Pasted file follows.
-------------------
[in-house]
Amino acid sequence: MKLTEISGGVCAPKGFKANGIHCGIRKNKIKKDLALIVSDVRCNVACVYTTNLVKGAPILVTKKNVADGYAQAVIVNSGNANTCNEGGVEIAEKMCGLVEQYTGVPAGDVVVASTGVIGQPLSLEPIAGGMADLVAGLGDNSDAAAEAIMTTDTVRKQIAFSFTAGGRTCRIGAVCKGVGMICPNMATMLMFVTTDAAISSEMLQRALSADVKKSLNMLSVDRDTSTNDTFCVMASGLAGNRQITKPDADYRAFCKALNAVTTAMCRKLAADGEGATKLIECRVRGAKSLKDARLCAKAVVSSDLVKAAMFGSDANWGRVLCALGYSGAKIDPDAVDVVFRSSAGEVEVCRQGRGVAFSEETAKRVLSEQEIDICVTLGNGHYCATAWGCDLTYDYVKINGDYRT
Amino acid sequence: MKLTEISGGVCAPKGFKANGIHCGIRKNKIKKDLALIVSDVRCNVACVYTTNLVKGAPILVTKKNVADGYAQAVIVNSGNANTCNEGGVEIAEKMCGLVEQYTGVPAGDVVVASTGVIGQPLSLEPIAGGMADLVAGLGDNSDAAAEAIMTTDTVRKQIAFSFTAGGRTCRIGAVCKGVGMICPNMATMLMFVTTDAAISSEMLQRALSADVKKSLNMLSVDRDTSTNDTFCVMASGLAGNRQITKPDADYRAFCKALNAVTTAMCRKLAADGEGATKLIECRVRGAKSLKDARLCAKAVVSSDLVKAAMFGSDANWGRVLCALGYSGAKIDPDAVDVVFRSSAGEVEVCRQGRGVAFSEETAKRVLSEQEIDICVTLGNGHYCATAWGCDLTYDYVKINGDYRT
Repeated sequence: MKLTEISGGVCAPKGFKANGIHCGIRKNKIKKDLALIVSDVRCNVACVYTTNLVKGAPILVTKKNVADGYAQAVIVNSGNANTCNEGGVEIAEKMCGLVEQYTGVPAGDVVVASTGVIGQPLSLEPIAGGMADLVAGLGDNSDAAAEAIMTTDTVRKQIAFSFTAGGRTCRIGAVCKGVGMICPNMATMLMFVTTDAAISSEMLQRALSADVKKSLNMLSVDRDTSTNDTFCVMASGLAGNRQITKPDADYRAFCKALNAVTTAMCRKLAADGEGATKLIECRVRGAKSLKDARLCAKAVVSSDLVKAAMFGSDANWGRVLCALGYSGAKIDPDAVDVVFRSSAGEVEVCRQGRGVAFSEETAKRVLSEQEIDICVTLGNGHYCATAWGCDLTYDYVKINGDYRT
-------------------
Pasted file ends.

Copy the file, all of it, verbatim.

[in-house]
Amino acid sequence: MKLTEISGGVCAPKGFKANGIHCGIRKNKIKKDLALIVSDVRCNVACVYTTNLVKGAPILVTKKNVADGYAQAVIVNSGNANTCNEGGVEIAEKMCGLVEQYTGVPAGDVVVASTGVIGQPLSLEPIAGGMADLVAGLGDNSDAAAEAIMTTDTVRKQIAFSFTAGGRTCRIGAVCKGVGMICPNMATMLMFVTTDAAISSEMLQRALSADVKKSLNMLSVDRDTSTNDTFCVMASGLAGNRQITKPDADYRAFCKALNAVTTAMCRKLAADGEGATKLIECRVRGAKSLKDARLCAKAVVSSDLVKAAMFGSDANWGRVLCALGYSGAKIDPDAVDVVFRSSAGEVEVCRQGRGVAFSEETAKRVLSEQEIDICVTLGNGHYCATAWGCDLTYDYVKINGDYRT
Amino acid sequence: MKLTEISGGVCAPKGFKANGIHCGIRKNKIKKDLALIVSDVRCNVACVYTTNLVKGAPILVTKKNVADGYAQAVIVNSGNANTCNEGGVEIAEKMCGLVEQYTGVPAGDVVVASTGVIGQPLSLEPIAGGMADLVAGLGDNSDAAAEAIMTTDTVRKQIAFSFTAGGRTCRIGAVCKGVGMICPNMATMLMFVTTDAAISSEMLQRALSADVKKSLNMLSVDRDTSTNDTFCVMASGLAGNRQITKPDADYRAFCKALNAVTTAMCRKLAADGEGATKLIECRVRGAKSLKDARLCAKAVVSSDLVKAAMFGSDANWGRVLCALGYSGAKIDPDAVDVVFRSSAGEVEVCRQGRGVAFSEETAKRVLSEQEIDICVTLGNGHYCATAWGCDLTYDYVKINGDYRT
Repeated sequence: MKLTEISGGVCAPKGFKANGIHCGIRKNKIKKDLALIVSDVRCNVACVYTTNLVKGAPILVTKKNVADGYAQAVIVNSGNANTCNEGGVEIAEKMCGLVEQYTGVPAGDVVVASTGVIGQPLSLEPIAGGMADLVAGLGDNSDAAAEAIMTTDTVRKQIAFSFTAGGRTCRIGAVCKGVGMICPNMATMLMFVTTDAAISSEMLQRALSADVKKSLNMLSVDRDTSTNDTFCVMASGLAGNRQITKPDADYRAFCKALNAVTTAMCRKLAADGEGATKLIECRVRGAKSLKDARLCAKAVVSSDLVKAAMFGSDANWGRVLCALGYSGAKIDPDAVDVVFRSSAGEVEVCRQGRGVAFSEETAKRVLSEQEIDICVTLGNGHYCATAWGCDLTYDYVKINGDYRT